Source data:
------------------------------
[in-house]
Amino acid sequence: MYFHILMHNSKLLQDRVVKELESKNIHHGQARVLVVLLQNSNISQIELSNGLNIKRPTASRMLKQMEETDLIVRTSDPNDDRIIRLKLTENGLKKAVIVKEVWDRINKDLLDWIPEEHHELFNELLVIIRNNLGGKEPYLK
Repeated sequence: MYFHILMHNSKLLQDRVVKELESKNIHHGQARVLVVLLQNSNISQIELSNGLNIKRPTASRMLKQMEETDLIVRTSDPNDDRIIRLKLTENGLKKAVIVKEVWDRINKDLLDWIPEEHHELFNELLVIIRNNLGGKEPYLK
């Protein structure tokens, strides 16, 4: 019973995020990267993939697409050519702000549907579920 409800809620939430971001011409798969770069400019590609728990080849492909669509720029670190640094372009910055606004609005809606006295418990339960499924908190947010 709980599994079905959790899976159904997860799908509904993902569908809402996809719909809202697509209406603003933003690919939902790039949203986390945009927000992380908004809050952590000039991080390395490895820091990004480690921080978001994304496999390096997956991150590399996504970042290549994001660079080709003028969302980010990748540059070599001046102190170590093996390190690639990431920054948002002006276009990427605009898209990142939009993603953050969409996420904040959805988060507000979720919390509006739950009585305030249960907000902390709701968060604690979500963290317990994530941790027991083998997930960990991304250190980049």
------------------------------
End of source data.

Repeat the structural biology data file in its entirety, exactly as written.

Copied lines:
[in-house]
Amino acid sequence: MYFHILMHNSKLLQDRVVKELESKNIHHGQARVLVVLLQNSNISQIELSNGLNIKRPTASRMLKQMEETDLIVRTSDPNDDRIIRLKLTENGLKKAVIVKEVWDRINKDLLDWIPEEHHELFNELLVIIRNNLGGKEPYLK
Repeated sequence: MYFHILMHNSKLLQDRVVKELESKNIHHGQARVLVVLLQNSNISQIELSNGLNIKRPTASRMLKQMEETDLIVRTSDPNDDRIIRLKLTENGLKKAVIVKEVWDRINKDLLDWIPEEHHELFNELLVIIRNNLGGKEPYLK
């Protein structure tokens, strides 16, 4: 019973995020990267993939697409050519702000549907579920 409800809620939430971001011409798969770069400019590609728990080849492909669509720029670190640094372009910055606004609005809606006295418990339960499924908190947010 709980599994079905959790899976159904997860799908509904993902569908809402996809719909809202697509209406603003933003690919939902790039949203986390945009927000992380908004809050952590000039991080390395490895820091990004480690921080978001994304496999390096997956991150590399996504970042290549994001660079080709003028969302980010990748540059070599001046102190170590093996390190690639990431920054948002002006276009990427605009898209990142939009993603953050969409996420904040959805988060507000979720919390509006739950009585305030249960907000902390709701968060604690979500963290317990994530941790027991083998997930960990991304250190980049």